Transvaginal mesh is a surgical net-like implant, manufactured by various companies such as Ethicon, C.R. Bard, American Medical Systems, Boston Scientific, Coloplast, Cook Medical, Neomedic. It is used in the form of a sling to treat stress urinary incontinence (SUI) and Pelvic organ prolapse (POP) in women since the 1990s. The insertion of this mesh or a bladder sling through the vagina is known as a transvaginal mesh. The Food and Drug Administration (FDA) approved the first surgical mesh specifically designed for SUI in 1996. Later, in 2004, the FDA approved the first surgical mesh specifically for use in POP.
Manufacturers typically make these meshes from a plastic named polypropylene, though some meshes may use animal tissue. Doctors use this type of surgical mesh to permanently fix pelvic organ prolapse (POP) and stress urinary incontinence (SUI). Doctors began using the mesh abdominally to repair POP in the 1970s. By the 1990s, gynecologists were using mesh for surgical treatment of SUI and transvaginal repair of stress urinary incontinence (SUI) and pelvic organ prolapse (POP).
Analysis of the market data by the manufacturers points out that as of 2010, a mesh was used in one out of three POP surgeries. Moreover, a transvaginal mesh was used in over 80% of the SUI surgeries. According to the FDA, surgeons performed approximately 260,000 mesh surgeries for urinary incontinence in 2010. Surgeons in the United States performed about 300,000 surgeries for POP in 2010. At the height of synthetic mesh use in 2006, one-third of all POP surgeries using mesh.
FDA began issuing warnings for complications in 2008 and 2011. The FDA focused its regulatory efforts on transvaginal mesh for POP, a procedure that the agency finds riskier. In 2016, it classified mesh for POP as a high-risk, Class III device. Then in April 2019, the Food and Drug Administration (FDA) ordered manufacturers to stop selling all remaining surgical mesh products indicated for the transvaginal repair of pelvic organ prolapse. The agency said it did not find adequate evidence to assure that the probable benefits of these devices outweighed the probable risks.
Using Transvaginal Mesh for Incontinence or Prolapse
Medical practitioners use transvaginal mesh for symptomatic pelvic organ prolapse or stress urinary incontinence. Symptomatic refers to patients experiencing pain, discomfort, or other unpleasant symptoms.
Some patients are asymptomatic, and they may not require treatment, or conservative treatments may provide relief. Surgery may be recommended by doctors when certain standard choices like pelvic floor rehabilitation, observation, pessaries fail to show expected results.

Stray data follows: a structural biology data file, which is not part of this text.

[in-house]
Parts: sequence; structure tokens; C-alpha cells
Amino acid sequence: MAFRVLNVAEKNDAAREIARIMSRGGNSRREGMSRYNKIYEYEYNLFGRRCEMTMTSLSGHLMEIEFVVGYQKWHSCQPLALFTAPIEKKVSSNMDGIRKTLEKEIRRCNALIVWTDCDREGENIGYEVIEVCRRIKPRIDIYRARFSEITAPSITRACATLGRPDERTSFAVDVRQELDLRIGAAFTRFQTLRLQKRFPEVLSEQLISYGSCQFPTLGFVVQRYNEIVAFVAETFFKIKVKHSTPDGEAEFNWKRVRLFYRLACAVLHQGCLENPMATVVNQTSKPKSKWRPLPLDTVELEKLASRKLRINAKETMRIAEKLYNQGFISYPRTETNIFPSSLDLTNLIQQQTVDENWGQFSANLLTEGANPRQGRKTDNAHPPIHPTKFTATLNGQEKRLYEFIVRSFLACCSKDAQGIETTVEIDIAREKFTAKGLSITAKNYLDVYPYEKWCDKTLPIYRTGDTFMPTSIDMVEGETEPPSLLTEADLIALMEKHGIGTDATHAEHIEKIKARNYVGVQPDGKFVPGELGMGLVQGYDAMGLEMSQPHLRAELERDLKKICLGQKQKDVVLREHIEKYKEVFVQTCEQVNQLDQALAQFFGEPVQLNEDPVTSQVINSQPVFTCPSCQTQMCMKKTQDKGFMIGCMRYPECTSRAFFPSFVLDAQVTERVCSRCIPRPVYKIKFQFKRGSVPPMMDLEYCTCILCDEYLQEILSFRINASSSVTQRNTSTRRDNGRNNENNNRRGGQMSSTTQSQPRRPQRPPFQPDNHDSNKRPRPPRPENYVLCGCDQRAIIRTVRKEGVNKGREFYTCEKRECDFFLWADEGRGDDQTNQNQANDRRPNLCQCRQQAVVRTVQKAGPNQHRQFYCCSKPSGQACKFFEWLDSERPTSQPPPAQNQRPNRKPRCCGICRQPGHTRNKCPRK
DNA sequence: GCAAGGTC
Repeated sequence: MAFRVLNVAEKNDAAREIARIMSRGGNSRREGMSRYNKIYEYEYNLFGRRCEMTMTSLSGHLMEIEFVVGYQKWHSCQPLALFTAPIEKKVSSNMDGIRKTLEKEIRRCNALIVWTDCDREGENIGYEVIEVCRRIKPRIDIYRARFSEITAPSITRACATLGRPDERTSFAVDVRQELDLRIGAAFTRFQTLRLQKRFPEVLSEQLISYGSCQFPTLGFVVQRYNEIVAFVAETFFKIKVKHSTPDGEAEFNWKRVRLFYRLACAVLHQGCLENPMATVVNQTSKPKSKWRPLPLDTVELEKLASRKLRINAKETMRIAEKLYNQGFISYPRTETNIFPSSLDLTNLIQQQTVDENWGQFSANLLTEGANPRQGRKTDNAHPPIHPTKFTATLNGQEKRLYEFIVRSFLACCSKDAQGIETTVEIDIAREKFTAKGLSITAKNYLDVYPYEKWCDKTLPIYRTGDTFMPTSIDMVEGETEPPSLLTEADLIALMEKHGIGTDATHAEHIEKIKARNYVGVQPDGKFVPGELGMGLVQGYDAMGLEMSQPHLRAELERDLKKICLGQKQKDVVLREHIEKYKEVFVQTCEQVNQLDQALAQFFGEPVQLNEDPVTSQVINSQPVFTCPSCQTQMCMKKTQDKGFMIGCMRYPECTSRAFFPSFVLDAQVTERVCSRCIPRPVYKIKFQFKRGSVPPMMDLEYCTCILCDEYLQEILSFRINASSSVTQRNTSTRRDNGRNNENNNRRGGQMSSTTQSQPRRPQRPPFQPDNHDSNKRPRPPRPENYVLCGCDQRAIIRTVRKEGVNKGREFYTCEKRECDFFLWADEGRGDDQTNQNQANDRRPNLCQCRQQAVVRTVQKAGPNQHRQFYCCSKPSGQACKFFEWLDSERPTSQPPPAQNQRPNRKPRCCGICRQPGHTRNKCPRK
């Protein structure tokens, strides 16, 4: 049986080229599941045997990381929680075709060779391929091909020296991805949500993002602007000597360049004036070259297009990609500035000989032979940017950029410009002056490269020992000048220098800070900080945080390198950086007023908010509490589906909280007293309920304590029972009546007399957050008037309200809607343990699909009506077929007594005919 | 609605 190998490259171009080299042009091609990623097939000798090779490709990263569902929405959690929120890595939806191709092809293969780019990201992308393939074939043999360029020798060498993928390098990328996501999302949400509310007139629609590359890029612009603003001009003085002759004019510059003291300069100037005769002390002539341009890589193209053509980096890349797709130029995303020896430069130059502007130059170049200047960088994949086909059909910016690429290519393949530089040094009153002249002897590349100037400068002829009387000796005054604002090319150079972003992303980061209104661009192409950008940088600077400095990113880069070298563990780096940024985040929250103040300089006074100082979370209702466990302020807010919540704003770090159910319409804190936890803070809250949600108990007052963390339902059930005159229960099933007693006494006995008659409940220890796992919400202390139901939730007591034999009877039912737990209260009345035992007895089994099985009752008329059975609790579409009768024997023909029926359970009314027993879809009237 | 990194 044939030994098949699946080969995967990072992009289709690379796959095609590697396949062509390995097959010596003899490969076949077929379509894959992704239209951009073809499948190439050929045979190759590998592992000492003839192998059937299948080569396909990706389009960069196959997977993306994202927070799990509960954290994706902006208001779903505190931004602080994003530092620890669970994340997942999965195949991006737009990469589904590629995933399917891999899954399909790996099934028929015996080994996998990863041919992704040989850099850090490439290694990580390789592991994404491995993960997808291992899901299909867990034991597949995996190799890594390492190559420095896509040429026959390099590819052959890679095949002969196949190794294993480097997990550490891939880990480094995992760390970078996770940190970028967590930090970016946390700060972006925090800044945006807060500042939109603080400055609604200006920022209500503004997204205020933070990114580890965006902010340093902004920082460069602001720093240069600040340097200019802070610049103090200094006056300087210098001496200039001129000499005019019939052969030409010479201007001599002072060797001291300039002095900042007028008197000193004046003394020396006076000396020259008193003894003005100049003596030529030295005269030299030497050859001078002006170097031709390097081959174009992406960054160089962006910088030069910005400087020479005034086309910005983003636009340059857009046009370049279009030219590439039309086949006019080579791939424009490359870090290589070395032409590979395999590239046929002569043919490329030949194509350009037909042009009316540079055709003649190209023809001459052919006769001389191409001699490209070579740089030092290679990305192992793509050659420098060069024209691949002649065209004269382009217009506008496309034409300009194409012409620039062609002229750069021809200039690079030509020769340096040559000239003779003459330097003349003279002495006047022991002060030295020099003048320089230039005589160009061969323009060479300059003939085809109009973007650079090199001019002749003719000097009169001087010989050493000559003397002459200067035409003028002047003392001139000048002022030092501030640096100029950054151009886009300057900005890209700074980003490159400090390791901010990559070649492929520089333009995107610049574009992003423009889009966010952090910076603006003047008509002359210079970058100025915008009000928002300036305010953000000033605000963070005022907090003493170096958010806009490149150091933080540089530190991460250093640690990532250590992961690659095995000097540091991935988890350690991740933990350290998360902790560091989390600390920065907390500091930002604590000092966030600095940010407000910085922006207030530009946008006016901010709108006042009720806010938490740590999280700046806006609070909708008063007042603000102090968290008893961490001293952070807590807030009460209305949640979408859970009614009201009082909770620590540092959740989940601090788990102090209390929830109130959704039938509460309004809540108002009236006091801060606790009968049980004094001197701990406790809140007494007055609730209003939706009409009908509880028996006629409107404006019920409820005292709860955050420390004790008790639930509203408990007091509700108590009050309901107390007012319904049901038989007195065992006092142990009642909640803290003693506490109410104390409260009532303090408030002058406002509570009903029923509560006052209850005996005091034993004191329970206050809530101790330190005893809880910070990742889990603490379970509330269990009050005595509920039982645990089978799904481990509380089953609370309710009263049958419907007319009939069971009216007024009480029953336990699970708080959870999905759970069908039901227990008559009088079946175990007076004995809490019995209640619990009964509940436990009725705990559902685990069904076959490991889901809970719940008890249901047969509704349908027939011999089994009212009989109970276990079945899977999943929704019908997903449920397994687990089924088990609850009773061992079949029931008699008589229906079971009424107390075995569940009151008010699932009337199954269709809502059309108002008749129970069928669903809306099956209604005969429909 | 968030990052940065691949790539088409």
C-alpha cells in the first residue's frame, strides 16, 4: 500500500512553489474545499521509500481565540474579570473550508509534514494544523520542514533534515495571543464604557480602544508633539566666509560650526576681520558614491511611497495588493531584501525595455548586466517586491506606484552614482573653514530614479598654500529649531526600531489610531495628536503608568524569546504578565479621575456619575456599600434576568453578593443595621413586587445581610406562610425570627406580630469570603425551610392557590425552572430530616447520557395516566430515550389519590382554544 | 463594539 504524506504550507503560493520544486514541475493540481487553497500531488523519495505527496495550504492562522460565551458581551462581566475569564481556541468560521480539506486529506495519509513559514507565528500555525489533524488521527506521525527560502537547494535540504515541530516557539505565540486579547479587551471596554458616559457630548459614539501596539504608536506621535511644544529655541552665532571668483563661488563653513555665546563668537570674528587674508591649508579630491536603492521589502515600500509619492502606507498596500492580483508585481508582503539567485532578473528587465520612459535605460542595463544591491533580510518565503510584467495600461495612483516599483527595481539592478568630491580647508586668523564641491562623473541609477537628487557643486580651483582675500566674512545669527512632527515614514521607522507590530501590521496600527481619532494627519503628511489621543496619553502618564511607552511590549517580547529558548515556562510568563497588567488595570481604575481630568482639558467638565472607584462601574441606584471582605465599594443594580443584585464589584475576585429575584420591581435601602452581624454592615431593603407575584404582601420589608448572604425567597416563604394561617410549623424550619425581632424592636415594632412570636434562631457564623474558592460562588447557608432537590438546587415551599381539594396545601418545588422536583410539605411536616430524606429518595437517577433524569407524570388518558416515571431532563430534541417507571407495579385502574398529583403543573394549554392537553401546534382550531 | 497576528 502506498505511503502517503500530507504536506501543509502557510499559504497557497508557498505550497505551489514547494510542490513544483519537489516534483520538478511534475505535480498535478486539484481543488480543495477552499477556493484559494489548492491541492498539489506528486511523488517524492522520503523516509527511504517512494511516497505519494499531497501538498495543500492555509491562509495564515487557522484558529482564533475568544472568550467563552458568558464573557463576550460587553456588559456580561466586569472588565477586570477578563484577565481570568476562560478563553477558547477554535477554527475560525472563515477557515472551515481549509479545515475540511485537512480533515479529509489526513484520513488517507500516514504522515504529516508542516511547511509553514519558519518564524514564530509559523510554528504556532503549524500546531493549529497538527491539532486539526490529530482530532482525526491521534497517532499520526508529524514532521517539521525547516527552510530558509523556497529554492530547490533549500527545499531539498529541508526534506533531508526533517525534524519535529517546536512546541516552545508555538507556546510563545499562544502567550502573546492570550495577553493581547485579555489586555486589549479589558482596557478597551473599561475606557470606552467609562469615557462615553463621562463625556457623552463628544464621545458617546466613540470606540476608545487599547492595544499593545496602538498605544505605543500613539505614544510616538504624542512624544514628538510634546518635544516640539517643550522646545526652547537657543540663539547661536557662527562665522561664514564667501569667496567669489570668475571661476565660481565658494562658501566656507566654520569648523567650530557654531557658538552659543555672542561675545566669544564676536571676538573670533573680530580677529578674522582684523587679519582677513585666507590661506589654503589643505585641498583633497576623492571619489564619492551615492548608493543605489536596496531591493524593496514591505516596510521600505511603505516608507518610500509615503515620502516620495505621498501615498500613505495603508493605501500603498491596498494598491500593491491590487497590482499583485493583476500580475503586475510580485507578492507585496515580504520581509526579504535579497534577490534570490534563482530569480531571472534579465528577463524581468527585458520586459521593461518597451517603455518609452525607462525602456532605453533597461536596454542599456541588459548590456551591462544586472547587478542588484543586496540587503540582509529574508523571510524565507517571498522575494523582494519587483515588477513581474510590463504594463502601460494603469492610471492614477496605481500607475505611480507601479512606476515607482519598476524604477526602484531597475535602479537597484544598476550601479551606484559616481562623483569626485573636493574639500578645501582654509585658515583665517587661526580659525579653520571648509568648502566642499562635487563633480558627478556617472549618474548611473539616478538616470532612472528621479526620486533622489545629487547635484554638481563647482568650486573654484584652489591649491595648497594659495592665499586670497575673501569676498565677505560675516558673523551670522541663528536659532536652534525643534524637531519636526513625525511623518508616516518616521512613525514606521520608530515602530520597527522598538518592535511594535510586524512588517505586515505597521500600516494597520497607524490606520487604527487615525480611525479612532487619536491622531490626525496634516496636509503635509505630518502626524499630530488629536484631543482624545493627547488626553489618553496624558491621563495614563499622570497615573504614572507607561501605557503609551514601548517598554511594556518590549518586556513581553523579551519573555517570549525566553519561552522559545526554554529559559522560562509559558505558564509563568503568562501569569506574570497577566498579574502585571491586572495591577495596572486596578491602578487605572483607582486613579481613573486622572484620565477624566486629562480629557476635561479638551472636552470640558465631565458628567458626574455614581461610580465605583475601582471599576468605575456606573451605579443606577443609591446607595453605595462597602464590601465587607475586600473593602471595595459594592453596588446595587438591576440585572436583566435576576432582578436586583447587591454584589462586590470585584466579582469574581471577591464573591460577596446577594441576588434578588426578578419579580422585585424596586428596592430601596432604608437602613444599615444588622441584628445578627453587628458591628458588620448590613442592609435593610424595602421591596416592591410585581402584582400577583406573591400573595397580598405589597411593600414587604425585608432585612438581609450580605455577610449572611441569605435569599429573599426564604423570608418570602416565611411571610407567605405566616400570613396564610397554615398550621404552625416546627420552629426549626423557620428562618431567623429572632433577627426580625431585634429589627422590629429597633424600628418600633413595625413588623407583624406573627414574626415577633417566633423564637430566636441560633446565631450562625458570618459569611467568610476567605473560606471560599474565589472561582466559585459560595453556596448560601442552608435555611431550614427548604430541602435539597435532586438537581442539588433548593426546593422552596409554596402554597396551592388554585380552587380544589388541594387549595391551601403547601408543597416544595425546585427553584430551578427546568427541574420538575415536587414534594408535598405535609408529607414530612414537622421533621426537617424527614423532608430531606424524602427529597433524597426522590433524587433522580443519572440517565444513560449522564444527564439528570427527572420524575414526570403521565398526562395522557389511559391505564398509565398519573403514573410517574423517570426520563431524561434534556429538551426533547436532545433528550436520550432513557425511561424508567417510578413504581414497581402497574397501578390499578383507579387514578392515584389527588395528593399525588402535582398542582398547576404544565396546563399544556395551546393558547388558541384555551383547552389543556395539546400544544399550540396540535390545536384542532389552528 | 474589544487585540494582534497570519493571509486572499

Pelvic Organ Prolapse (POP)
Pelvic organ prolapse (POP) occurs when organs sag or fall into the vaginal canal because of weak pelvic muscles. The transvaginal mesh works like a hammock beneath the organs to hold them up. Mostly, the bladder, uterus, rectum, or bowel is involved in the prolapse. The bladder is the most commonly affected organ.
Depending on the organs involved, doctors may place the section of mesh on the front, back, or top wall of the vagina. The type of mesh used also differs in shape and size. This type of surgery is usually performed transvaginally.
Stress Urinary Incontinence (SUI)
Stress urinary incontinence (SUI) takes place when the bladder leaks urine during moments of more physical activity that increase pressure on the bladder. The mesh supports the urethra when pelvic muscles weaken.
Surgical treatment of SUI with mesh also called a bladder sling or vaginal tape is the most common type of surgery used to correct the state. Surgeons use the transvaginal placement of bladder slings because it is minimally invasive and the incisions are small.
The FDA differentiates mesh into four types for gynecological use based on how the mesh reacts inside of the body. The four types include:
Non-Absorbable synthetic: Non-Absorbable synthetic meshes are made from synthetic materials, such as plastic or polyester. Most mesh devices are made of polypropylene.
Absorbable synthetic: The body absorbs absorbable synthetic mesh, and tissue grows at the implant site. This helps strengthen the ligaments in the pelvis.
Biologic: Biologic meshes are natural products derived from animal tissue that has been disinfected. These products demean over time and are usually made from cow (bovine) or pig (porcine) tissue.
Composite: Composite mesh is made from a combination of non-absorbable synthetic, absorbable synthetic, or biologic mesh.